The A. blanchetiana plants cultivated under the in vitro conditions imposed showed different anatomical and physiological responses due to the presence or absence of Si and the variation in concentrations of NaCl. The morphophysiological responses induced by Si had an attenuating effect on salt stress, through anatomical alterations, increased content of photosynthetic pigments, and greater activity of the enzymes of the antioxidant system, besides their contribution to enhance the performance of the photosynthetic apparatus.
The root and leaf anatomy of the plants was in accordance with the previous description of Martins et al. (2018). The reduction of the diameter of the root cross-sections under salt stress conditions found in this study might have resulted from reductions in the size and number of cells, especially in the internal cortex. The alterations of the cell size can be related to resistance to salt stress since smaller cells can indicate an essential response to increase the water potential, possibly contributing to more effective maintenance of turgor under water deficit (Munns and Tester 2008; Terletskaya et al. 2019). Reduced root diameters can be a sign of adaptation to the high pressure of the water column on the conductor system (Rewald et al. 2013; Terletskaya et al. 2019).
The thickening of the cell wall of the exodermis of the roots was modulated by the concentrations of NaCl. This thickening occurs naturally by deposition of lignin and/or suberin, and the degree of thickening can moderate the uptake and translocation of mineral nutrients to the entire plant (Martins et al. 2019). The exposure to excessive NaCl in the shoots induced a thinner exodermis in the roots, which could have been the key to the tolerance of excess NaCl in the shoots. The thinner exodermis permitted a greater flow of nutrients from the culture medium to the shoots, which in turn improved the nutritional balance. Furthermore, in the presence of Si, the thickness of the exodermis was smaller compared to the control plants, showing that Si can act as a modulator and contribute positively to the absorption of nutrients, as previously described by Martins et al. (2019) in A. blanchetiana plants grown in vitro with Si.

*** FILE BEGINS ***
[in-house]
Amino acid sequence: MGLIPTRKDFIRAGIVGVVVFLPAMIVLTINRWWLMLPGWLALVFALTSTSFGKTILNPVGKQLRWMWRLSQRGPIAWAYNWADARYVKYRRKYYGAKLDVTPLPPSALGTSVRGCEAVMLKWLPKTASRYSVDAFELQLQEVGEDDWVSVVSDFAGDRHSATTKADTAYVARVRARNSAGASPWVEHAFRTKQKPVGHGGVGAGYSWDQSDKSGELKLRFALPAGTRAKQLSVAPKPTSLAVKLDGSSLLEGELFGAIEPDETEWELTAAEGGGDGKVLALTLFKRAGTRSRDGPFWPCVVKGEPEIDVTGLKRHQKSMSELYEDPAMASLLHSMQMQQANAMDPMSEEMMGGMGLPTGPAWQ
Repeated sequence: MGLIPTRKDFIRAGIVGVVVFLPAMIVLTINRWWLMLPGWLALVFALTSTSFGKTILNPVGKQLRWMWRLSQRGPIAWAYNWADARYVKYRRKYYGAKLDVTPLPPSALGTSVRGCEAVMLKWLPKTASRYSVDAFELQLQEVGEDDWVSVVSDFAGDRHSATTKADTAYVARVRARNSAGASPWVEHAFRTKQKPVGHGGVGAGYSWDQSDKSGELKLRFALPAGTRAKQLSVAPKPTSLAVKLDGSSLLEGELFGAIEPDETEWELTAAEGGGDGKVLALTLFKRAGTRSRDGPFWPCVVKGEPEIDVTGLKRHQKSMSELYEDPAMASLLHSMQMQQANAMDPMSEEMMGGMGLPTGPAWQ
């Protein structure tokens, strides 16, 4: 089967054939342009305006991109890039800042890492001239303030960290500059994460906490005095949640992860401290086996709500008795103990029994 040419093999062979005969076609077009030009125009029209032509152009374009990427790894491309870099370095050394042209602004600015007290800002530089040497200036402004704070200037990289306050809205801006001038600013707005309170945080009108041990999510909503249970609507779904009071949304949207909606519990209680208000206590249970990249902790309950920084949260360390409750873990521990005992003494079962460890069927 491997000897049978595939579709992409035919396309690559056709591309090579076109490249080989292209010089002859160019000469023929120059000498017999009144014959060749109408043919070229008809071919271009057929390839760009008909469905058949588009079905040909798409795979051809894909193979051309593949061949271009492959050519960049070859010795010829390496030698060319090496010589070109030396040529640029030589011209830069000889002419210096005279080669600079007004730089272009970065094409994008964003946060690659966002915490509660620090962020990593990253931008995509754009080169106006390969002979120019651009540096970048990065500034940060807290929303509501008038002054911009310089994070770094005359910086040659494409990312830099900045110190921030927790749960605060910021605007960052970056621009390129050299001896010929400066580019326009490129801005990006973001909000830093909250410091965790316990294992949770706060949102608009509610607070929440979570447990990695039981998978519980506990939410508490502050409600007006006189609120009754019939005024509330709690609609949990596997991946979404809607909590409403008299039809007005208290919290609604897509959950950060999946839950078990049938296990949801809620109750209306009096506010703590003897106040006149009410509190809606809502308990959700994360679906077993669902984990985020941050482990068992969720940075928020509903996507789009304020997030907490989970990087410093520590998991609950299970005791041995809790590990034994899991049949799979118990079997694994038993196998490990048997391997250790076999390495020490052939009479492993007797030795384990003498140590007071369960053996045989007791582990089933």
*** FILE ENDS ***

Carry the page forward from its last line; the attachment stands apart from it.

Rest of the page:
In the leaves, the direct exposure to NaCl at the leaf base reduced the stomatal density. Besides this, the epidermis was thicker in the plants exposed to salt. These responses together suggest a morphological adjustment to control the entry of NaCl through the symplastic and transcellular veins (Morton et al. 2019). Considering that plants can also absorb nutrients through the leaves, an increase in the thickness of the epidermis can function as a mechanism to control the absorption of excessive NaCl (Mahmood et al. 2019). It has been suggested that the movement of nutrients to the interior of plants can involve diffusion through the cuticle and absorbed by leaf cells. Absorption through the stomatal pore can also occur since the stomata act as potential pathways for the movement of nutrients applied to the leaves (Li et al. 2019).
In the middle region of the leaves, the stomatal density was greater than in the base region, as previously observed by Santos et al. (2020). However, a comparison of the treatments revealed that Si could influence the morphology of the stomata of other leaf regions. The morphophysiological modulations in the middle leaf region in plants grown with Si, such as smaller stomatal density and size, might have occurred to reduce the osmotic stress (Mahmoudi et al. 2019; Morton et al. 2019). This reduction resulting from the action of Si might be a mechanism to maintain the prompt functioning of the stomata for osmotic control. The size of the stomata is related to their functionality because smaller guard cells respond (open/close) faster than larger ones, and consequently maintain the stomatal conductance (Rouphael et al. 2017). Another alteration observed in this study was an increase in the thickness of the chlorenchyma, apparently related to a trade-off mechanism in which the smaller leaf area is offset by the greater thickness of this tissue (Pereira et al. 2016). This capacity for the protection of the photosynthetic tissues permits maintenance of the plant's biomass production (Pereira et al. 2016; Ribeiro et al. 2019).
The excess of NaCl altered the content of mineral nutrients in A. blanchetiana, namely reduction of the contents of the macronutrients S and Ca and the micronutrients Fe, Zn, and Mn. The excessive accumulation of Na+ competitively inhibits the absorption of other cations, including K+, Ca2 +, and Fe2 +, leading to an imbalance in cell homeostasis, oxidative stress, and interference in the functions of Ca2 + and K+ (Kim et al. 2021). Besides this, the limited availability of Ca can reduce the tolerance of plants to salt stress since this is involved in the gene induction of tolerance to salt stress and regulation of the antioxidant defense (Liu et al. 2019). K plays a fundamental role in synthesizing proteins, photosynthesis, and the activity of glycolytic enzymes in plants (Liu et al. 2019). Therefore, we suggest that reducing the contents of S, Ca, Fe, Zn, and Mn reduced the stress tolerance of the plants, generating oxidative stress and affecting the functioning of the photosynthetic apparatus.